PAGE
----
Fight Club | Study Guide

Chuck Palahniuk

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Fight Club | Chapter 12 | Summary



The narrator coordinates a recall campaign at work. His insomnia is back. His boss finds a copy of fight club's rules the narrator left in the copy machine. The boss reads the first two rules out loud and giggles. The narrator is enraged to hear "Tyler's words come out of my boss."

The narrator denies the paper with the fight club rules is his. He says it must belong to some dangerous psychotic who is likely to shoot up the office. He speaks about the shooting in precise detail—gun brands, ammunition, carving an X into the tip of the bullets. These details are "Tyler's words coming out of my mouth." The conflict with the boss ends in a stalemate because the narrator knows the business's dirty secrets.

The narrator goes to Remaining Men Together on a Sunday night. Only Bob is there. He says another group has replaced the support group. After some hesitation, Bob tells the narrator about fight club.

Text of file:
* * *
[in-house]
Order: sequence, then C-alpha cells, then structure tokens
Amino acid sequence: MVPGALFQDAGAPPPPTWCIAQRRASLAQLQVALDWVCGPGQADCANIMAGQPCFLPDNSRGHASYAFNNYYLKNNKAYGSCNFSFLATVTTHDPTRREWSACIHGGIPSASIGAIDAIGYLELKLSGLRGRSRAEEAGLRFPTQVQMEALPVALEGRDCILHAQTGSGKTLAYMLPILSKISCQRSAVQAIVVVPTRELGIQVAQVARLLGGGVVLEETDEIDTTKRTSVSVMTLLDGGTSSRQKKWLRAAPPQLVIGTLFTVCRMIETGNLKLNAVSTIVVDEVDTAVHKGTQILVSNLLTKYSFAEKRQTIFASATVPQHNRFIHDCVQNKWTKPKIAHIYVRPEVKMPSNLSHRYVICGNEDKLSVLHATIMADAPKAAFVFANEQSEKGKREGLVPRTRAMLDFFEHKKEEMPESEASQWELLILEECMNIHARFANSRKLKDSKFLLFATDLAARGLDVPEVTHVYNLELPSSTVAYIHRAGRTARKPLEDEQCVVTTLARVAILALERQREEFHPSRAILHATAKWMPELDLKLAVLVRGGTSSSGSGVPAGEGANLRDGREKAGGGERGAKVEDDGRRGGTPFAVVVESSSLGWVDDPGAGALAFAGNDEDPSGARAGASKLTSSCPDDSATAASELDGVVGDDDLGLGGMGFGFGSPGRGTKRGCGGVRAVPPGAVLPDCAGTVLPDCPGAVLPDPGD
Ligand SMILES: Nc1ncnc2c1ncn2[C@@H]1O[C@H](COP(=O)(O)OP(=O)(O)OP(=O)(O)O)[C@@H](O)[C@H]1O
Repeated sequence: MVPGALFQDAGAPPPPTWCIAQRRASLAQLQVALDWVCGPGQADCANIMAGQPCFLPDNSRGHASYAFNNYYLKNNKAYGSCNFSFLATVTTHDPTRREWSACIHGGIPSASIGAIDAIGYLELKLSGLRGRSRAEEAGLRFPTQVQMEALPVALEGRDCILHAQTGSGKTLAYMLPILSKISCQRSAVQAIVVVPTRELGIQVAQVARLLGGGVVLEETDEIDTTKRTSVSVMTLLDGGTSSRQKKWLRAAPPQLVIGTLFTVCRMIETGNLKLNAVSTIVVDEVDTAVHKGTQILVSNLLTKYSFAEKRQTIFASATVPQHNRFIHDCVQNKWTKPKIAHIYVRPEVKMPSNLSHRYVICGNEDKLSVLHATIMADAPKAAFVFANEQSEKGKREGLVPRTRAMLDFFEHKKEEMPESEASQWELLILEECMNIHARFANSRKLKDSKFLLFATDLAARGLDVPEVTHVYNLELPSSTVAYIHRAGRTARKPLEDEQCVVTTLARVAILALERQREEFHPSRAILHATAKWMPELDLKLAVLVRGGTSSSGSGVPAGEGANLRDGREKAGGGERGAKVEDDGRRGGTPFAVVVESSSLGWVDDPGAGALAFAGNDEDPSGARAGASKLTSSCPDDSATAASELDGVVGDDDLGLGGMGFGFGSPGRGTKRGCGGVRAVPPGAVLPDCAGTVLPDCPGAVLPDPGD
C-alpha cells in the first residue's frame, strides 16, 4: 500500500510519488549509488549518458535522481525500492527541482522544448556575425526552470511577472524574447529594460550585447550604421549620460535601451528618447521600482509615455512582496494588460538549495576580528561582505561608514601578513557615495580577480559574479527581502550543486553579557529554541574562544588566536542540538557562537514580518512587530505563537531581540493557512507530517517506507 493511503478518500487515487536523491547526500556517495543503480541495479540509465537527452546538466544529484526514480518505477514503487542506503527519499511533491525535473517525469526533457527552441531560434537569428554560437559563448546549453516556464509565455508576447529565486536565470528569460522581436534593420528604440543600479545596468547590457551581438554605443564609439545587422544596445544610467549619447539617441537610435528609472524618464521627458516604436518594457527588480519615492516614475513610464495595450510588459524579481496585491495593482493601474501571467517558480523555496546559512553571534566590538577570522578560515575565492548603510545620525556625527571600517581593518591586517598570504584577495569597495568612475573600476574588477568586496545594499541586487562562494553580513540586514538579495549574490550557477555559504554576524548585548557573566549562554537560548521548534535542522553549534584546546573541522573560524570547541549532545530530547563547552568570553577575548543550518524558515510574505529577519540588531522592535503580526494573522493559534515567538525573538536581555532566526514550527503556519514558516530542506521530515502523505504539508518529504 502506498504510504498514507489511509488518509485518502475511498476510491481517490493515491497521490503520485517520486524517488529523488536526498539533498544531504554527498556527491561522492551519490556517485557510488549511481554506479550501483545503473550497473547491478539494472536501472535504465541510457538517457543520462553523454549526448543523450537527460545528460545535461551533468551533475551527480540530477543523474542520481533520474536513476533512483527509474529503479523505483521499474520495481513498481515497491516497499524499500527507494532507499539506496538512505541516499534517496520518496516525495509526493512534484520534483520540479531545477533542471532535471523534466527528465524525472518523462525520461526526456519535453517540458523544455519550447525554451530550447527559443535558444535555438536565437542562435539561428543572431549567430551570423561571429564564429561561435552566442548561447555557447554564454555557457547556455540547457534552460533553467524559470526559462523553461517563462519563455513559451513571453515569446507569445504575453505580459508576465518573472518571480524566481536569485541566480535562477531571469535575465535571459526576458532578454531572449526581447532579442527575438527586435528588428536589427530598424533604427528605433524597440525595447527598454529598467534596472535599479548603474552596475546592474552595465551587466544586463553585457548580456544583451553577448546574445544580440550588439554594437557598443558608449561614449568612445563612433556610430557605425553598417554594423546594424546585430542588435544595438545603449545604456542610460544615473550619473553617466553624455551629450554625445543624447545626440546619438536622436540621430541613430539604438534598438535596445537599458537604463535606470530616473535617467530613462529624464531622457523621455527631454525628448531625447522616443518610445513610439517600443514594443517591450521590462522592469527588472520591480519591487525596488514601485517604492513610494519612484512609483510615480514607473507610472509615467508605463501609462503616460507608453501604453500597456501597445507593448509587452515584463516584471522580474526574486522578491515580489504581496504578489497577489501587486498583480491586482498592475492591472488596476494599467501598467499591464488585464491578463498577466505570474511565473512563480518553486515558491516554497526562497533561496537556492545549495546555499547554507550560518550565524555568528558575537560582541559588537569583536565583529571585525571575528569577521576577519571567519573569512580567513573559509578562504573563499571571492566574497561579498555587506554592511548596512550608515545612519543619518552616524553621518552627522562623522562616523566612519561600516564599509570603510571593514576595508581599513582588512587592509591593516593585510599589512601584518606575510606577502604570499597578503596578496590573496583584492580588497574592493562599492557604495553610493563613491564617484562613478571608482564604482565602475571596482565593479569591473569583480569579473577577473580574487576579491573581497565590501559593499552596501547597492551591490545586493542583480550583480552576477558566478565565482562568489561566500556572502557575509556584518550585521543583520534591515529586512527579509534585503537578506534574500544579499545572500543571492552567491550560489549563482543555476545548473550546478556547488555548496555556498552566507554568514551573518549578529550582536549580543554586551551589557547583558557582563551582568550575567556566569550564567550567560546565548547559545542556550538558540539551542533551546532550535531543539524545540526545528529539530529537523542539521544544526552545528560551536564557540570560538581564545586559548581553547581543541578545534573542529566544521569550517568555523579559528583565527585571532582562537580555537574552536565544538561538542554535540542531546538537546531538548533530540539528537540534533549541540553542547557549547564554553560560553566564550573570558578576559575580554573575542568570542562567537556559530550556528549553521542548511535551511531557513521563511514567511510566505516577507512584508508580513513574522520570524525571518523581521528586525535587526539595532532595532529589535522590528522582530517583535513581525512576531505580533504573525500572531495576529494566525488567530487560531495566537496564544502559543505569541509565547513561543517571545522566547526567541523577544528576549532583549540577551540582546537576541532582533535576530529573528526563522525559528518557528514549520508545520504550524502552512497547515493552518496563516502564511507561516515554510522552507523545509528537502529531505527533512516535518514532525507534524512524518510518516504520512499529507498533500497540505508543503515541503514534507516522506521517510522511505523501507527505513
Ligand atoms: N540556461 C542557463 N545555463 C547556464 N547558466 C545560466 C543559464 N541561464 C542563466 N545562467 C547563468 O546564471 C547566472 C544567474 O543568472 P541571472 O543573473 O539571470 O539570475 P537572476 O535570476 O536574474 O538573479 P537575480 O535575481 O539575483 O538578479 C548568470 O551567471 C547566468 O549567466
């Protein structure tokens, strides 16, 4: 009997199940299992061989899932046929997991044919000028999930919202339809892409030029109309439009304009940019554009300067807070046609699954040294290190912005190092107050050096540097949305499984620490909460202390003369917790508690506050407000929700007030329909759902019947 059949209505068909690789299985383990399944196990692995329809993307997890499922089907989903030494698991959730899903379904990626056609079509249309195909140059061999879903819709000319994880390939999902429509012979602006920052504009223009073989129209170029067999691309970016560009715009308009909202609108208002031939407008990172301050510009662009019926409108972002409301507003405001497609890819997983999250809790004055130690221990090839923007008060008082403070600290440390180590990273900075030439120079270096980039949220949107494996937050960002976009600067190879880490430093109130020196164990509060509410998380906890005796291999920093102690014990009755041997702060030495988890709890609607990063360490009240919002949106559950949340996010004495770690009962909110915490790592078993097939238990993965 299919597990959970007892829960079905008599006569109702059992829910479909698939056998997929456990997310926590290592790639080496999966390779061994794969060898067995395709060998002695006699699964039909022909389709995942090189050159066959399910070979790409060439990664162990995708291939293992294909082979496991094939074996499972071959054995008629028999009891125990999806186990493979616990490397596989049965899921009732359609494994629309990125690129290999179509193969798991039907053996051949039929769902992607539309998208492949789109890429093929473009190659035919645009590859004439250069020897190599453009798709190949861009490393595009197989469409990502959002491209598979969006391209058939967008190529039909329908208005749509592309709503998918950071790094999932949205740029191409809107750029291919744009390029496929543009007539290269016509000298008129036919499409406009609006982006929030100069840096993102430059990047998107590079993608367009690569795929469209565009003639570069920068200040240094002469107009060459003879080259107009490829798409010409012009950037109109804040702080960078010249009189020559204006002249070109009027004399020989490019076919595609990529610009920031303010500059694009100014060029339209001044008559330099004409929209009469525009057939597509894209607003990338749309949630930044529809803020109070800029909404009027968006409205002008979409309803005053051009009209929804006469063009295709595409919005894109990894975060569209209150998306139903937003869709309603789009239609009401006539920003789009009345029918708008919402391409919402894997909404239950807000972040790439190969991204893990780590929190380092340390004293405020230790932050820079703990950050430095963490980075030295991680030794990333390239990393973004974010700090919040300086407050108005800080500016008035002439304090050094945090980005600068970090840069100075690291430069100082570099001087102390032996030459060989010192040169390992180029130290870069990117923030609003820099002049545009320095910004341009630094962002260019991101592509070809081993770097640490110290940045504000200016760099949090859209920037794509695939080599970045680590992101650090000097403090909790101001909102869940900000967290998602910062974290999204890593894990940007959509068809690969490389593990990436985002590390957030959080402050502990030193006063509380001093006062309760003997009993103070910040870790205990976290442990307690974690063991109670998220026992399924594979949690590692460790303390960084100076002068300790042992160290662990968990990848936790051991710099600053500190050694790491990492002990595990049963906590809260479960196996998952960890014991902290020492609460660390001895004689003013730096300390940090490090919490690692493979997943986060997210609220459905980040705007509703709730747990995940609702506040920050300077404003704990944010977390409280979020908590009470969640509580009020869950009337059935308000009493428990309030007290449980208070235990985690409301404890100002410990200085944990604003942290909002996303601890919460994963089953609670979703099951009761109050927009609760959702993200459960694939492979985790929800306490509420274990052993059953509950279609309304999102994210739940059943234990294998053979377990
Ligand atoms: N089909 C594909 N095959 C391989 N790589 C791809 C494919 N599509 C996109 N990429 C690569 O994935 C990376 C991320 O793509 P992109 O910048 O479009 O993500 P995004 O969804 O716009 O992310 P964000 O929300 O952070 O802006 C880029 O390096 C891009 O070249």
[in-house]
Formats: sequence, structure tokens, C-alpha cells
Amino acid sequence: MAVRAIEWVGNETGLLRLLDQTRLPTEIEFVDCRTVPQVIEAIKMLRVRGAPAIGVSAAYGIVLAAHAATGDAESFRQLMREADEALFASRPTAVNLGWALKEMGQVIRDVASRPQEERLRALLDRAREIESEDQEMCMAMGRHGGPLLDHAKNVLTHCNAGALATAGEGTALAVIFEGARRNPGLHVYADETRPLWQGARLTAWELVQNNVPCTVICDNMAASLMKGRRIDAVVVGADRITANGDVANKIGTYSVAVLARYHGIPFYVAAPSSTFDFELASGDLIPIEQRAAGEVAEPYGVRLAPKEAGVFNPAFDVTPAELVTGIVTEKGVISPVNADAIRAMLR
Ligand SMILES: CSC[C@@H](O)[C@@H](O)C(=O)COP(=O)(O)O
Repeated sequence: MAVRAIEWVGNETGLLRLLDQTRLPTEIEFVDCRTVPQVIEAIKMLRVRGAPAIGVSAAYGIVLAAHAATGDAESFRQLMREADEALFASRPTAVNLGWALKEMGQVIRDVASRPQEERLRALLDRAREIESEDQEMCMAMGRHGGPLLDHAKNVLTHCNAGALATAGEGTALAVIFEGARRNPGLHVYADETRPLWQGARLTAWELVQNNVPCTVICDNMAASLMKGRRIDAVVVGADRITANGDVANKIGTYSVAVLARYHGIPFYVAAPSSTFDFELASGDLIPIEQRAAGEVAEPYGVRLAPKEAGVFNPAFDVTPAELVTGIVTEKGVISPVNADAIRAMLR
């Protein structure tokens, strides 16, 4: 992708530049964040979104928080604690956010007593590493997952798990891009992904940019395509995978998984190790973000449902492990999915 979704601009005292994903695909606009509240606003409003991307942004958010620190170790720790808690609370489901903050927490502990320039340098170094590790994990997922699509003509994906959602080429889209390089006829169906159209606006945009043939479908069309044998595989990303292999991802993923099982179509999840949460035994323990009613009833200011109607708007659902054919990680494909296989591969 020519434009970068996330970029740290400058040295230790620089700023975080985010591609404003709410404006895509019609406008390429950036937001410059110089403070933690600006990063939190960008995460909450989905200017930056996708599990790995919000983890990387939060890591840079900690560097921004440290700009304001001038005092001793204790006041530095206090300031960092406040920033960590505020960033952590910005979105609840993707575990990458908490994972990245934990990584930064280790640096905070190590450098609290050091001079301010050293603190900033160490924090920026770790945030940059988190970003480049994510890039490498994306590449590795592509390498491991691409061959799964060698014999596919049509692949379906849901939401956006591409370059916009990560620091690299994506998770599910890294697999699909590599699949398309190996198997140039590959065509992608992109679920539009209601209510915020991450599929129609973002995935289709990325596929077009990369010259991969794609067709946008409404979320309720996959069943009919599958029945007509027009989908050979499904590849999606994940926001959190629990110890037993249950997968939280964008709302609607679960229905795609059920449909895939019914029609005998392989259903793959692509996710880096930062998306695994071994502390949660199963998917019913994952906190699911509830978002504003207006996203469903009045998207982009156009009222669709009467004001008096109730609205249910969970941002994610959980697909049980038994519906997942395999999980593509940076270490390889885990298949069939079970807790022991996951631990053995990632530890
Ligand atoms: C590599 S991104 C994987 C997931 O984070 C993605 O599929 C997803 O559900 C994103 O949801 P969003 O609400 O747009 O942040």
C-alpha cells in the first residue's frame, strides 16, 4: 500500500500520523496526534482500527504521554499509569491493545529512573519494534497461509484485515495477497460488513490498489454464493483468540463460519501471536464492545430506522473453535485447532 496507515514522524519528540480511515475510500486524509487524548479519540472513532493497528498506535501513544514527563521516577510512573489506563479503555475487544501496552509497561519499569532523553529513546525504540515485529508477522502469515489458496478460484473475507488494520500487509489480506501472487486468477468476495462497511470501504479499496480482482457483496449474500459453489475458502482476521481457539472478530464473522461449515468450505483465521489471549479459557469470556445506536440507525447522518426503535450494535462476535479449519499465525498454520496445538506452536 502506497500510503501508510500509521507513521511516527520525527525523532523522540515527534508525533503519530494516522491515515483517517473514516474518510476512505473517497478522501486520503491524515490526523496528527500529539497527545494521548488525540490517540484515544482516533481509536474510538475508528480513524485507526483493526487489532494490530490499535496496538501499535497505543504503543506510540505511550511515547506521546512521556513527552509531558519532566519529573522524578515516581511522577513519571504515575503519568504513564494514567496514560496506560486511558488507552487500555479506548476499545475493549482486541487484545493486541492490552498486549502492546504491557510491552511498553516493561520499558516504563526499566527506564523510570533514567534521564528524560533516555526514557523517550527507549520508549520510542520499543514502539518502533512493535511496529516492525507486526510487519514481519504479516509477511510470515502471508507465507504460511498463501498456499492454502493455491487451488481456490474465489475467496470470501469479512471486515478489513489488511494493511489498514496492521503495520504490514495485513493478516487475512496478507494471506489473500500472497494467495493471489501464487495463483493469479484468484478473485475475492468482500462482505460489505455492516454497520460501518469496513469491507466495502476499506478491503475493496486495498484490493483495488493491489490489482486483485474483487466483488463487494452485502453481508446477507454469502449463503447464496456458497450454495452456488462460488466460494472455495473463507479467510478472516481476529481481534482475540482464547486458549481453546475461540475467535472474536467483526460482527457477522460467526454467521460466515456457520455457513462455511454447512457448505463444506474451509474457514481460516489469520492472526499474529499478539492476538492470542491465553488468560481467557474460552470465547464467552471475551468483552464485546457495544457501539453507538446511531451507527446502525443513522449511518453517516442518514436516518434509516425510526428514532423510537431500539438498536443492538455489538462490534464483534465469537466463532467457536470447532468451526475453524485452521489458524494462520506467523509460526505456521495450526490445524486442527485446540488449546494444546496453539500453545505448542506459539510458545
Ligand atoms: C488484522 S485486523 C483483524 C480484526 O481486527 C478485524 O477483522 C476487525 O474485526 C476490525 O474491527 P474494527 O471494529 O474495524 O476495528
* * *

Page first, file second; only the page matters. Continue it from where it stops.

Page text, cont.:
The boss, the narrator, and Bob all repeat Tyler's words. At the beginning of the book, the narrator offered to write Tyler's story. But with Tyler's words coming out of everyone's mouth, Tyler seems to be the writer now. It's Tyler's world; Bob and the narrator just live in it. However, the narrator notices and comments on how everyone repeats Tyler. Noticing is a step toward separating himself from Tyler. Bob is blindly committed to fight club; the narrator is ambivalent.

When the boss finds the rules, readers finally learn all the rules of fight club. Palahniuk could have set a scene at a fight club and had Tyler announce the rules. But very few scenes in the book are set in a fight club basement. Sometimes the main importance of fight club is its secrecy, and the narrator has a secret from other people. When the boss accidentally stumbles on his secret, the narrator doubles down, threatening a mass shooting and thinking about blackmail schemes.

Earlier in the book the narrator notices how fight club transforms men from doughy white bread to hard, carved wood. But the narrator's transformation is not so total. His insomnia is back, indicating Tyler's as-yet-unrecognized activity; once again he experiences the world as "a copy of a copy of a copy." So he goes back to his old crutch, the support group. Here too the narrator separates himself from Tyler, trying to return to the life he had before they met. The attempt fails, but it foreshadows their conflict.

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